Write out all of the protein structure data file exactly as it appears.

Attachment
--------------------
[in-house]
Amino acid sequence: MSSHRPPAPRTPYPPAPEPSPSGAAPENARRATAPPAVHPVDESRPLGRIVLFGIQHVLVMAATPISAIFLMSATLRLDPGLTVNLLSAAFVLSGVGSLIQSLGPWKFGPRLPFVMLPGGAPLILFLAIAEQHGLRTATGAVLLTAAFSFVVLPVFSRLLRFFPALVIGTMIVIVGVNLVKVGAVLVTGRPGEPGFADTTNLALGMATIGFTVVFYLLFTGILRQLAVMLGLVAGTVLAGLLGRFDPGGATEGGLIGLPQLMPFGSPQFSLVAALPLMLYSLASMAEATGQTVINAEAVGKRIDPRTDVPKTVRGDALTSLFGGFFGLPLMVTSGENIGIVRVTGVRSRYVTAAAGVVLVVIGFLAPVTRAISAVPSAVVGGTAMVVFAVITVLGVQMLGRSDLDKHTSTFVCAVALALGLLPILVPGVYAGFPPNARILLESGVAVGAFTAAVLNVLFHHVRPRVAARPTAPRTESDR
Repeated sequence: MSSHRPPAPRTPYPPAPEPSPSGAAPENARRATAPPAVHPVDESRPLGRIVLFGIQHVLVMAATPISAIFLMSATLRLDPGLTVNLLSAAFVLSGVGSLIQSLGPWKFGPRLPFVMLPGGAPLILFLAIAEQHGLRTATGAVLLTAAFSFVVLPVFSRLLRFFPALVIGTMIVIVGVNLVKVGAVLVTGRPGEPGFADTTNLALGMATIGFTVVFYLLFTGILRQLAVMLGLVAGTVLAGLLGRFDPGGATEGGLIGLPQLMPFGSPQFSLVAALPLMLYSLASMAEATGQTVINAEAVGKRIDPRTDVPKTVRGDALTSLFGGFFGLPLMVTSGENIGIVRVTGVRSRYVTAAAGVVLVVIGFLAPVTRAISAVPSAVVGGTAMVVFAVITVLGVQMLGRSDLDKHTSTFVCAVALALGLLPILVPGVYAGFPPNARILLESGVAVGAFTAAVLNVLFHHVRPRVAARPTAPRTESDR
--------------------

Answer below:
[in-house]
Amino acid sequence: MSSHRPPAPRTPYPPAPEPSPSGAAPENARRATAPPAVHPVDESRPLGRIVLFGIQHVLVMAATPISAIFLMSATLRLDPGLTVNLLSAAFVLSGVGSLIQSLGPWKFGPRLPFVMLPGGAPLILFLAIAEQHGLRTATGAVLLTAAFSFVVLPVFSRLLRFFPALVIGTMIVIVGVNLVKVGAVLVTGRPGEPGFADTTNLALGMATIGFTVVFYLLFTGILRQLAVMLGLVAGTVLAGLLGRFDPGGATEGGLIGLPQLMPFGSPQFSLVAALPLMLYSLASMAEATGQTVINAEAVGKRIDPRTDVPKTVRGDALTSLFGGFFGLPLMVTSGENIGIVRVTGVRSRYVTAAAGVVLVVIGFLAPVTRAISAVPSAVVGGTAMVVFAVITVLGVQMLGRSDLDKHTSTFVCAVALALGLLPILVPGVYAGFPPNARILLESGVAVGAFTAAVLNVLFHHVRPRVAARPTAPRTESDR
Repeated sequence: MSSHRPPAPRTPYPPAPEPSPSGAAPENARRATAPPAVHPVDESRPLGRIVLFGIQHVLVMAATPISAIFLMSATLRLDPGLTVNLLSAAFVLSGVGSLIQSLGPWKFGPRLPFVMLPGGAPLILFLAIAEQHGLRTATGAVLLTAAFSFVVLPVFSRLLRFFPALVIGTMIVIVGVNLVKVGAVLVTGRPGEPGFADTTNLALGMATIGFTVVFYLLFTGILRQLAVMLGLVAGTVLAGLLGRFDPGGATEGGLIGLPQLMPFGSPQFSLVAALPLMLYSLASMAEATGQTVINAEAVGKRIDPRTDVPKTVRGDALTSLFGGFFGLPLMVTSGENIGIVRVTGVRSRYVTAAAGVVLVVIGFLAPVTRAISAVPSAVVGGTAMVVFAVITVLGVQMLGRSDLDKHTSTFVCAVALALGLLPILVPGVYAGFPPNARILLESGVAVGAFTAAVLNVLFHHVRPRVAARPTAPRTESDR